Antibacterial soap is not better 200 scientists to promote strict control

2017.6.262017.6.26 NEWSNEWS Excerpt from the 2017-06-26 TEIA Taiwan Environmental Information CenterExcerpt from the 2017-06-26 TEIA Taiwan Environmental Information Center

Antibacterial soap is not better 200 scientists to promote strict control

Excerpt from the 2017-06-26 TEIA Taiwan Environmental Information Center

Do you want to buy antibacterial soap and laundry? Hold on. More than 200 scientists and medical professionals around the world, co-author of the peer review journal "Environmental Health Outlook" jointly pointed out that the common antibacterial products are not only unhealthy, but also harmful to health and the environment. The article also calls for consumers to be particularly careful when using the daily antibacterial chemicals. Last fall, the US Food and Drug Administration (FDA) found that 19 kinds of antimicrobial chemicals, including notorious trichloro and trichlorocaram, were ineffective and should not even allow consumers to purchase without prescription. Now more than 200 scientists said that FDA's decision is not enough to protect consumers and the environment. Antibacterial agents often appear in unexpected products, including paints, sports mats, flooring, clothing, food storage containers, home textiles, electronic products, kitchen supplies, school supplies and countertops. "People think that antibacterial hand soap can prevent disease invasion, but in general, the performance of antimicrobial soap is not better than the average soap and water." San Francisco University sanitation professor Seattle (Barbara Sattler) pointed out.

Consumable soaps and hand sanitizers are often used in different additives. "I am pleased that the FDA has finally banned these additives from being used for soap, but the products that are selling near my home are now worse than before," said Arlene Blum, executive director of the Green Science Policy Institute Say. "Consumers may feel that antibiotics can reduce the chance of infection, but in most of the products, no research has confirmed that," said Dr. Ted Schettler, Scientific Director of the Science and Environment Health Network. In 2016, Chartler wrote an article on antibiotic agents for hospital furniture for “Health care Without Harm”, a nonprofit organization.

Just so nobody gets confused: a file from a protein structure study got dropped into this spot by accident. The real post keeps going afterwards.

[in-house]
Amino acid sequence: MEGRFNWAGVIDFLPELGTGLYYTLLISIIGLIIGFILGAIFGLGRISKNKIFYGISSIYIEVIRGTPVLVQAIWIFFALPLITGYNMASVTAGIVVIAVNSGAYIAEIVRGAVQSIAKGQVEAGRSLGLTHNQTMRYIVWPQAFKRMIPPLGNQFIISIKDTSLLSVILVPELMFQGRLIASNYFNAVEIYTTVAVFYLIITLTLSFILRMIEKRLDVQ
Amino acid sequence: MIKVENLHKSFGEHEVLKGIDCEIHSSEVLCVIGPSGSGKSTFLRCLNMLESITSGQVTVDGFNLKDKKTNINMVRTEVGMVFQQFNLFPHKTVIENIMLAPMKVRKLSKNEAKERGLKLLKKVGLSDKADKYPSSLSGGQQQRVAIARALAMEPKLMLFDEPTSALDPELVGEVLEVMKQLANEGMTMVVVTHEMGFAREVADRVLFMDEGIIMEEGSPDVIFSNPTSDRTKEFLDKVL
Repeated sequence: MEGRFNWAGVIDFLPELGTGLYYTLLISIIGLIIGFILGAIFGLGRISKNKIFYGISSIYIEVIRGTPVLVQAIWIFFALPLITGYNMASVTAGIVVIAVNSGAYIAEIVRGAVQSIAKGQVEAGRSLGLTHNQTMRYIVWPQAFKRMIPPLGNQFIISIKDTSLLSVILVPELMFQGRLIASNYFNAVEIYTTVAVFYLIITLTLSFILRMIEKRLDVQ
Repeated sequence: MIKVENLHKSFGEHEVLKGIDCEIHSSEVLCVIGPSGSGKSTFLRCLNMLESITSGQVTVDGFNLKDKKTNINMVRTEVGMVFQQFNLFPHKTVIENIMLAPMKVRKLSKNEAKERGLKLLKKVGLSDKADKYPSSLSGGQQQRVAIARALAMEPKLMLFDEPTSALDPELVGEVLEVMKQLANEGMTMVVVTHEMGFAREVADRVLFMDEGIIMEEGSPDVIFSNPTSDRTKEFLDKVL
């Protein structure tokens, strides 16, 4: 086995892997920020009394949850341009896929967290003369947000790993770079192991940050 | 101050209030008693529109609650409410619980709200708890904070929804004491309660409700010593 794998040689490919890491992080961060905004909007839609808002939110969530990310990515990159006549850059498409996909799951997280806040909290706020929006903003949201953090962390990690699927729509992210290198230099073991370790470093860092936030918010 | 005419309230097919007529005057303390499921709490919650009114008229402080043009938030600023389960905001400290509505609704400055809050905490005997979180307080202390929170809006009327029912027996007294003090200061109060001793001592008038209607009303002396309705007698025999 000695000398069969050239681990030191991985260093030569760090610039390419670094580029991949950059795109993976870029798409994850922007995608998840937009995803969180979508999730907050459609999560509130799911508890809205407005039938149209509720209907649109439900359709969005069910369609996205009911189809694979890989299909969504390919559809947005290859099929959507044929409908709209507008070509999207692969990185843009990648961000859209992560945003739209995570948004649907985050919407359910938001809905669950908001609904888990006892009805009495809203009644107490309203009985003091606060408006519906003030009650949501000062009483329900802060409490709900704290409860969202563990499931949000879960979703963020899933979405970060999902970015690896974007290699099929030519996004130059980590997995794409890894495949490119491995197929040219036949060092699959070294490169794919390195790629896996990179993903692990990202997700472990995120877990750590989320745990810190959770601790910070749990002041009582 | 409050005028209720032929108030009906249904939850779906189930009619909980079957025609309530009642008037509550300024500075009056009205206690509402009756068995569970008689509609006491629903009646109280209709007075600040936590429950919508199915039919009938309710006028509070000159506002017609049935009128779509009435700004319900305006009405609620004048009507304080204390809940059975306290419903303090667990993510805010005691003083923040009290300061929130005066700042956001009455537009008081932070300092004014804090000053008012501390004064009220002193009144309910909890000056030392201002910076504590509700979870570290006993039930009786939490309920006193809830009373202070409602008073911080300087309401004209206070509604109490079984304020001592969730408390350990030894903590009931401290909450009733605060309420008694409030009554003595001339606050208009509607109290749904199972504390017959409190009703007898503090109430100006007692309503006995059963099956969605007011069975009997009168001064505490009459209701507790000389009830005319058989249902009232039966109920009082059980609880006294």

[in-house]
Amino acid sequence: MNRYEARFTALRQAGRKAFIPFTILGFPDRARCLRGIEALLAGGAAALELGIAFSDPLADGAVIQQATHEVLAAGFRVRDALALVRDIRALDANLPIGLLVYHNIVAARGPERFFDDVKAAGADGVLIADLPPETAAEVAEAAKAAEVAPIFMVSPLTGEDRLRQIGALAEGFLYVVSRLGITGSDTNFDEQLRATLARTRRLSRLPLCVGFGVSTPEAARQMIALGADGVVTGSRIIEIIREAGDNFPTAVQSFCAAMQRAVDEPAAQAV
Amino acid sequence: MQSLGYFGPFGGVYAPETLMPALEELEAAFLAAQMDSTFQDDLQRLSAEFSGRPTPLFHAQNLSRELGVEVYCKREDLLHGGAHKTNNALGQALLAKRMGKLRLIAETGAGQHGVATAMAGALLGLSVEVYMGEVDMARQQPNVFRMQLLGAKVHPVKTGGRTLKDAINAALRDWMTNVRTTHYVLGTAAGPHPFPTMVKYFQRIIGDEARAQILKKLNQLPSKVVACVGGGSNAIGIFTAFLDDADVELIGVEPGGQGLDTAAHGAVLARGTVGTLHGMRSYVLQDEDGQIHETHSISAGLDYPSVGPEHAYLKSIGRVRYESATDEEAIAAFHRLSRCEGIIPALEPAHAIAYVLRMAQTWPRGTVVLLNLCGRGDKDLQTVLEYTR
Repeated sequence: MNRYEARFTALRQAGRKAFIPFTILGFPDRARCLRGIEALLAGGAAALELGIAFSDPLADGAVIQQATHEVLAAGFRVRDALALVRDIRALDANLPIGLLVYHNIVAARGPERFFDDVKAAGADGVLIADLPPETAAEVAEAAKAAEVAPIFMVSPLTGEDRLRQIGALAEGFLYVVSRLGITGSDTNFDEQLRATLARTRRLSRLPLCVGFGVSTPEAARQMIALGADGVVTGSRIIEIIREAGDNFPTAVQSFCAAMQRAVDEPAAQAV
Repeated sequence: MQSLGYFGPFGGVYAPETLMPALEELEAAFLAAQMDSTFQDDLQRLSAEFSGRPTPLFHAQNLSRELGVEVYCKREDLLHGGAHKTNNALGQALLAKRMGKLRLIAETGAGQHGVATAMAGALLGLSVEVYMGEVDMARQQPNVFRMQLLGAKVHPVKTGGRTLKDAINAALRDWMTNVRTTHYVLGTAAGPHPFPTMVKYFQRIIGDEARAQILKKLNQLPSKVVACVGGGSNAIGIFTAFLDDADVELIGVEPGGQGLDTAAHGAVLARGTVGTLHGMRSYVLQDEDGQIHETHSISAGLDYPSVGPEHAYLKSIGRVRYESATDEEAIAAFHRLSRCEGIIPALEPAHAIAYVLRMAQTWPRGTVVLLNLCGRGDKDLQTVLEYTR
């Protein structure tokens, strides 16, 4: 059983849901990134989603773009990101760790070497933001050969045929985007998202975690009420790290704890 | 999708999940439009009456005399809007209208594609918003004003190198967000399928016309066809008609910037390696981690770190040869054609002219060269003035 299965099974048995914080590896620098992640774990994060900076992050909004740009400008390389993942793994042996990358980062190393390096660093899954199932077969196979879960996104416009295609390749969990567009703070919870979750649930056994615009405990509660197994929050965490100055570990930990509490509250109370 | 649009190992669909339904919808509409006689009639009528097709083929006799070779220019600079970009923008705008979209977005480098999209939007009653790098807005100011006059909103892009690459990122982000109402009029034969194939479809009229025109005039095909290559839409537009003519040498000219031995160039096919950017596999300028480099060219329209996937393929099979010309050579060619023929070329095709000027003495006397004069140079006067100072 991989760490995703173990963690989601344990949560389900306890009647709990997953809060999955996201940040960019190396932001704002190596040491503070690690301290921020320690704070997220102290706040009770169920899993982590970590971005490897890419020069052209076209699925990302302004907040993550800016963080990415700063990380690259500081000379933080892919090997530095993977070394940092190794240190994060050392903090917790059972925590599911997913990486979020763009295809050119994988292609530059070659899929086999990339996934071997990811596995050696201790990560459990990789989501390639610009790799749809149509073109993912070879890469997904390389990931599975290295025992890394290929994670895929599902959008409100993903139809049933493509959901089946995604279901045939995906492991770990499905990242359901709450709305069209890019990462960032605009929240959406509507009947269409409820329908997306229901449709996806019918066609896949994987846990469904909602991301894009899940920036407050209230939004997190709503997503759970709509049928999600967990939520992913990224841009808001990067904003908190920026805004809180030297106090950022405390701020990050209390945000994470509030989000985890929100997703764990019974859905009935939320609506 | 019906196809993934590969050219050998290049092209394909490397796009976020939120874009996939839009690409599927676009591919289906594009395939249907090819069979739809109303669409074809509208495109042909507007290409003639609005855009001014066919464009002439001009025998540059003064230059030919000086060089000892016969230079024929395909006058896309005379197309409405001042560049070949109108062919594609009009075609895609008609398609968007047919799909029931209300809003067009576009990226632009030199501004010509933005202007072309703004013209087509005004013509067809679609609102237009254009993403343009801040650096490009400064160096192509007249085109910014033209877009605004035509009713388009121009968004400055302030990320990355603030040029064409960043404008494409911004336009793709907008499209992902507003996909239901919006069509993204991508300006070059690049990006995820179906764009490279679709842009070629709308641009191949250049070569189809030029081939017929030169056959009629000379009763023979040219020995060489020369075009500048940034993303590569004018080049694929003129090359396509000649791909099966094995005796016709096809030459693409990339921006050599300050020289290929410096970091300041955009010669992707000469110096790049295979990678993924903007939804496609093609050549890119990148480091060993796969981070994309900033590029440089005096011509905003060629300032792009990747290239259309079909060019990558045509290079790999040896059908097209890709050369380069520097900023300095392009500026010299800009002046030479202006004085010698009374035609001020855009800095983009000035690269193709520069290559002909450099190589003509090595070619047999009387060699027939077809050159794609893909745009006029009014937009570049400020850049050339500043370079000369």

The abstract of the essay states that triclosan and trichlopans are endocrine disruptors in long-term retention environments, with bioaccumulative effects, harmful aquatic organisms and other organisms, according to a large number of peer review studies. Evidence shows that antimicrobial agents with similar properties such as trichloroacetate and trichlorocarban should be kept away from humans and ecosystems because antibacterial agents can cause unexpected damage to health and the environment and can only be used if there is evidence to show that they are healthy.

The authors believe that the use of antimicrobial agents for non-medical purposes should be reduced. "Triclosan and trichlorocarban have a negative impact on the environment and the human body, including pregnant women, developing embryos and breastfeeding babies, and we should develop better alternatives to avoid unnecessary exposure to antimicrobials. "Said Rolf Halden, professor of engineering at Arizona State University.
Reference Eurekalert (2017-06-26), Buyer beware: Antimicrobial products can do more harm than good



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